The road to ultimate self realization edit button Edit

A.D Pradeep Kumar | calendar 03 March 2024 | 86

The Financial Express on Sunday April 23, 2000

ANCIENT India contributed to many branches of knowledge. Among these, the highest was the understanding of the Self. In his Yogasutras, Patanjali provides eight steps through which you can realize this highest knowledge.

The road to this self-realization is facilitated by a comprehensive, practical system of self-culture. This system develops your body, mind and psychic poten¬cies, ultimately leading to physical strength and spiritual consciousness. It is a way of life that endows perfect health—physical, mental and moral—so that what is ignoble in man is sublimated to the noblest in him. This is what Yoga is all about.

Initially Yoga insists on the daily practice of a code of universal ethics as a disciplinary training till the whole process of moral elevation becomes a part of your life. Yama (restraints) and Niyama (observances) are the first two preliminary steps to gaining mental and emotional stability. They are guidelines for recon¬ditioning attitudes and behaviour patterns, especially those that support concentration and inner balance. It is basically for the purification of the mind.

The Yamas include the five restraints of Ahimsa (restraint from violence), Satya (restraint from lies), Asteya (restraint from stealing). Brahmacharya (restraint from sex) and Aparigraha (restraint from acquisitiveness).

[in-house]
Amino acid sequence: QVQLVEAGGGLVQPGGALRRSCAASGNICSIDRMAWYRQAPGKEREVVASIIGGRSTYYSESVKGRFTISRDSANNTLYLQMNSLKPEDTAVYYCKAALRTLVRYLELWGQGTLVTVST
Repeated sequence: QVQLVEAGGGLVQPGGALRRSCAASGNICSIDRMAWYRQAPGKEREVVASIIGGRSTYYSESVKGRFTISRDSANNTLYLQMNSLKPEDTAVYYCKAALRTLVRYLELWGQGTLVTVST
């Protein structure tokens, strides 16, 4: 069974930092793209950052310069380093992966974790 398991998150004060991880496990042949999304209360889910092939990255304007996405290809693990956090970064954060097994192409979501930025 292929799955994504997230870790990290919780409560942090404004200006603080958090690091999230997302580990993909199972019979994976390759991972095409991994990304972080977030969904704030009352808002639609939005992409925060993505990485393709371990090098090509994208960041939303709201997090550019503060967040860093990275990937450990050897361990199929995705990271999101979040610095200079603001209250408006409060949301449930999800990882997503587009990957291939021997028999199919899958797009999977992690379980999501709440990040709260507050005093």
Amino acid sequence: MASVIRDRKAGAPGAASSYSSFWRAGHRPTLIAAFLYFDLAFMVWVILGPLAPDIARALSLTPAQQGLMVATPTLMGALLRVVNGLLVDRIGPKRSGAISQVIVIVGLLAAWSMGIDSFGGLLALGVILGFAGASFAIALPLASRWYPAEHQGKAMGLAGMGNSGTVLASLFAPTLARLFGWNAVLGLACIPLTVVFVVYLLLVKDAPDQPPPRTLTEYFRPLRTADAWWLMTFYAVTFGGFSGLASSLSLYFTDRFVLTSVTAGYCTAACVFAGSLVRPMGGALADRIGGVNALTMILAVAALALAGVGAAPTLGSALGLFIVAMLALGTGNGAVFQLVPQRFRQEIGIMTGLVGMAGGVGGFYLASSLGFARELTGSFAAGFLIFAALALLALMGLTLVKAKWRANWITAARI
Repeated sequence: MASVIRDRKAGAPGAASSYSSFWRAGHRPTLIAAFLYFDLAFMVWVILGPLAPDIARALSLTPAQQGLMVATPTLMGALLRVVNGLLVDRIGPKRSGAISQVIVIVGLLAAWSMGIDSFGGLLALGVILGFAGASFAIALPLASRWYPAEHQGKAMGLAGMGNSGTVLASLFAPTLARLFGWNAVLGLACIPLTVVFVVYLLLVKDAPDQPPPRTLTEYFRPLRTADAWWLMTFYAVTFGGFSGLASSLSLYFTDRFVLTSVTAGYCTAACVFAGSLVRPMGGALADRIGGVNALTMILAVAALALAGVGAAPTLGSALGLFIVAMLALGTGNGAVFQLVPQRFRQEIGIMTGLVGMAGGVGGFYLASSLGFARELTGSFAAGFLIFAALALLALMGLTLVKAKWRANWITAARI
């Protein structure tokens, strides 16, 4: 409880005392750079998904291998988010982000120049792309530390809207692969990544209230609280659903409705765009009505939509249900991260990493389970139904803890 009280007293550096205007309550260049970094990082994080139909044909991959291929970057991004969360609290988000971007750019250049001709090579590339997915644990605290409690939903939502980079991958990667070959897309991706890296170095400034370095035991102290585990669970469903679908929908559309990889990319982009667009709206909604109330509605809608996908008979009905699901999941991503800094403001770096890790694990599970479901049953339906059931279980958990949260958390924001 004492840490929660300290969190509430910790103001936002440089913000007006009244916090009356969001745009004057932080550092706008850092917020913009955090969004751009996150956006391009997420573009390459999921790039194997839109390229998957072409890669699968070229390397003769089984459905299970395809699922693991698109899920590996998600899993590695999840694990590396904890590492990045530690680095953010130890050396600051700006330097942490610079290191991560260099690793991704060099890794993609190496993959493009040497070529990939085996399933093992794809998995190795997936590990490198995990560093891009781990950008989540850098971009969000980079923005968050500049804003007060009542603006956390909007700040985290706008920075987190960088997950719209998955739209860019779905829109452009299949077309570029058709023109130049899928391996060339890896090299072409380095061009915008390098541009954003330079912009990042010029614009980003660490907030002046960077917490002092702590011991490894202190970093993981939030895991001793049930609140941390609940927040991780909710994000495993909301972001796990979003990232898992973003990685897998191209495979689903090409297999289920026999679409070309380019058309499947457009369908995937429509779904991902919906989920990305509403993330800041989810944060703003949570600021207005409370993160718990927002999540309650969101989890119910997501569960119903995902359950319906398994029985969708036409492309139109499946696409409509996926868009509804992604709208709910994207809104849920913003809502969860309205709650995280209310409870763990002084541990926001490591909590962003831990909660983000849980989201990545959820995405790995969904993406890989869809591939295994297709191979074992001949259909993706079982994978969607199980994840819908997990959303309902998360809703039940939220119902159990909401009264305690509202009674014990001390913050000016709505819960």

The Niyamas consist of Saucha (cleanliness). Santosh (contentment). Tapa (mental purification through meditation). Swadhyaya (self-study) and Ishvarpranidhana (surrender to a higher reality).

Asanas are considered the third step in Yoga. These establish you in a very firm and healthy physical foun¬dation. and allow you to concentrate and progress without physical disturbances and with abundant vital energy. Good health according to Yoga is a sacred duty. Yoga, therefore, insists on the primary need for day-to¬day good health (arogyamca dine dine). This has to be achieved through physi¬cal education, which pro¬motes moral and mental discipline and psychic absoluteness.

Hence the methodical study of the science of Yoga begins with postural training and rhythmic breathing, which are associated with preven¬tive measures and neurotherapy, the process of nerve purification. It also includes the tech¬nique of rejuvenation through hormonal- and humoural stimulation. eliminative and nutritive hyperenergia, followed by complete rest to all vital organs—a state of quasi-hibernation (khecari)

The fourth step in Yoga, Pranayama, is ultimately the control and regulation of the. body's bioenergy (prana). The Yogic system enables you to regu¬late your biological life through the conservation and control of your bio-energy.

The idea behind this is that your emotional and psy¬chic life are closely related to the flow of bio-energy in your body. This bio-energy manifests itself in the act of breathing. Thus, you can use special breathing tech¬niques to bring your feelings and emotions under con¬trol. Pratyahara is the next and fifth step. When your physiological activities are well-harmonized and under control, the next step is to restrain the senses from their overactive and disturbing outgoing tendencies, which affect your equanimity and peace of mind.